Here are 10 things that you can do to create a larger pool of potential contributors for your next event.
Place eye-catching buttons, images or banners in multiple places on your website that explain the opportunities you have for presenters at your upcoming event. The homepage, previous and/or current event pages and upcoming event page are excellent locations to place these buttons. Be sure to include a link that takes visitors directly to the collection website.
Send emails to your mailing lists announcing your call for papers and include a link to the collection website. While it’s a good idea to send out at least one email entirely devoted to your call for papers, you should also mention it and include a link to the submission page in other email communications. One great mailing list to target is contributors from previous years who did not make the cut.
Ask your coworkers to include a brief description of the event and the collection URL in their employee email signatures. This information can also be shared in a P.S. line, which typically grabs the reader’s attention.
Share information–and most importantly, a link!–to your call for papers submission page on Twitter, Facebook and your association’s LinkedIn Profile and Events pages. Vary your posts and use different images to avoid being too repetitive and annoying your followers.
It’s also a good idea to ask your followers to share or retweet your messages to get the word out. Encourage your team and
industry advocates to participate by using their personal social media accounts to pass the info along.
Write an article about your call for papers for your association’s blog and include a link to your paper submission site. Creating a quick, 60-second YouTube video encouraging authors to participate can also help promote your call for papers.
Conference Directory Sites
Add information about your event and call for papers to multiple conference directory sites. These sites compile open calls for papers and make it easy for industry professionals to discover presentation opportunities.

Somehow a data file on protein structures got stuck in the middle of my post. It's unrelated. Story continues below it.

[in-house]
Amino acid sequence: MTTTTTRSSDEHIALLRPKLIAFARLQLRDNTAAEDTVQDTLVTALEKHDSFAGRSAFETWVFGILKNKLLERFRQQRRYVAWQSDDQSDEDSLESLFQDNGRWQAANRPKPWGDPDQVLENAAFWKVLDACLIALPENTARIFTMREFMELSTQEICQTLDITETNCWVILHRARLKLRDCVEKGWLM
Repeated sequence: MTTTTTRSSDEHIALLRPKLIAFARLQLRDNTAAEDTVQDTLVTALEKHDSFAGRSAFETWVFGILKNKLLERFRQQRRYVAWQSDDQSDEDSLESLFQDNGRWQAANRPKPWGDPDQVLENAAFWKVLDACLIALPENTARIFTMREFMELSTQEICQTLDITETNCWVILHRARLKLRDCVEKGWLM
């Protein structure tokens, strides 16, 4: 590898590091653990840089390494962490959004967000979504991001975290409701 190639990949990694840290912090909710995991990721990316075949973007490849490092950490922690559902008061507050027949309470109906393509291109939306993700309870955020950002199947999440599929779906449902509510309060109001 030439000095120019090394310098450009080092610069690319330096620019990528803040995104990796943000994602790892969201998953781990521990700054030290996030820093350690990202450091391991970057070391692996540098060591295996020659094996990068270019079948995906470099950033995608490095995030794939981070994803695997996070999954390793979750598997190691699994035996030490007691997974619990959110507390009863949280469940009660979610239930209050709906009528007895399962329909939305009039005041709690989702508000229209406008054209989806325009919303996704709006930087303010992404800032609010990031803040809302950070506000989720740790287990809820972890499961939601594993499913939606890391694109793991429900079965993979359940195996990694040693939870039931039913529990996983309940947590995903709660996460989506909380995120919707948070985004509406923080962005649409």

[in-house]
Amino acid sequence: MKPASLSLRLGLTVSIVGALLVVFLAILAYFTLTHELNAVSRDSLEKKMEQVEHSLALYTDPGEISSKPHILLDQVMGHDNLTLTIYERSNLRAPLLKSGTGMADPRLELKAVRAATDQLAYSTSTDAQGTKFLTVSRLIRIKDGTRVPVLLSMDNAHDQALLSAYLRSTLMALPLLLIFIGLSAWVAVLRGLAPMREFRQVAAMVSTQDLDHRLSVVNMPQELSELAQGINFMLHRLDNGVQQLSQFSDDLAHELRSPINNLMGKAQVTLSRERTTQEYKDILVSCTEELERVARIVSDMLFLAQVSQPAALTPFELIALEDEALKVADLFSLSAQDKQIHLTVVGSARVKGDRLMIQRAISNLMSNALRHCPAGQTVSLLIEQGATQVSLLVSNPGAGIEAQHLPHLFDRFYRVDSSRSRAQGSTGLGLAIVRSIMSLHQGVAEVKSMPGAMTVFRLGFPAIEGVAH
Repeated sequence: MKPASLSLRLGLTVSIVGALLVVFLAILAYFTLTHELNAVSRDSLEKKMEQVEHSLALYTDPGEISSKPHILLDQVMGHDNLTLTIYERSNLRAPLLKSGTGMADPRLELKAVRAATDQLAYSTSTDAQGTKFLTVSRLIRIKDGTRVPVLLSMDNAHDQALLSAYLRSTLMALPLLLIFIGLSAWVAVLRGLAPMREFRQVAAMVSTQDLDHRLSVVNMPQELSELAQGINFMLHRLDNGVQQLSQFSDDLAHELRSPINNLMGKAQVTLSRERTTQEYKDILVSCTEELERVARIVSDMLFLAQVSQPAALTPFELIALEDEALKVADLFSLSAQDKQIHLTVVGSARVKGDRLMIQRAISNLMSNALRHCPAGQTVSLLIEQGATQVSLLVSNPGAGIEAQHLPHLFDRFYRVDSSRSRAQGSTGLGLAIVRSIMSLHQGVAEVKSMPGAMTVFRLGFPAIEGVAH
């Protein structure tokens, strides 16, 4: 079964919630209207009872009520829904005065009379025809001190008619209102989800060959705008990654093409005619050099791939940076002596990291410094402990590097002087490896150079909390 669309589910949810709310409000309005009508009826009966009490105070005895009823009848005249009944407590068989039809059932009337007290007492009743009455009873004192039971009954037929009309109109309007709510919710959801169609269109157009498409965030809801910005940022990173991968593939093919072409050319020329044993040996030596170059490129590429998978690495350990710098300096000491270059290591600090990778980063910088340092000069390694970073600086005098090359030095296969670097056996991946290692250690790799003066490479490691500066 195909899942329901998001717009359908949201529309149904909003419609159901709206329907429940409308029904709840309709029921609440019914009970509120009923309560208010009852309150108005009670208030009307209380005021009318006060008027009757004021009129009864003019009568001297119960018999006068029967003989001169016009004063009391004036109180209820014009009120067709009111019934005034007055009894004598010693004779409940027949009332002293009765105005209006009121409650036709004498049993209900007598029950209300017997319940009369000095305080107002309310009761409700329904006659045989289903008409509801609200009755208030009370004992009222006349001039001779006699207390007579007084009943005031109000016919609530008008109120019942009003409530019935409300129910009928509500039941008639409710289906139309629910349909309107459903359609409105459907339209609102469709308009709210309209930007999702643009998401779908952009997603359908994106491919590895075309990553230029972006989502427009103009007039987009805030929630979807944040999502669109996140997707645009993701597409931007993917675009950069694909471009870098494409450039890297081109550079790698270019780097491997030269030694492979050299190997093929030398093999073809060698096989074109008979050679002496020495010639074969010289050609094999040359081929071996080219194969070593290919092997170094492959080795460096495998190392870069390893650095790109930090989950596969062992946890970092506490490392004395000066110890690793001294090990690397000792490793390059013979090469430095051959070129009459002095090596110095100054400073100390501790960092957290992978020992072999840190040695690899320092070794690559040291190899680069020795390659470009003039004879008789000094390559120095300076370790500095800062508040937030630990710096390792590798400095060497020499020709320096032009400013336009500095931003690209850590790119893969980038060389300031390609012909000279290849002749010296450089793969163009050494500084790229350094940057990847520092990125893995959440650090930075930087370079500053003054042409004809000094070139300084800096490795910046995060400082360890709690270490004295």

Here are some popular conference directories:
WikiCFP – a listing for calls for papers (and workshops and journals) that is completely free to use. This site is quite popular with the IT and Engineering specialties.
Due to the amount of clutter online, direct mail pieces are a great way to get the attention of potential presenters. Send out postcards with the event information and invite the recipient to participate in your call for papers.
Your newsletter subscribers are industry professionals. Tap into their expertise by including information about your call for papers and a direct link to the submission page. This doesn’t have to take up a lot of space—a sentence or two, or a small advertisement will suffice.
At Your Event
If your submission site for next year’s event is ready during your current conference, advertise your future event information and direct your audience to the new submission website. Try using signage, attendee handouts or announcements to notify potential speakers.
In Your Final Program and Attendee Products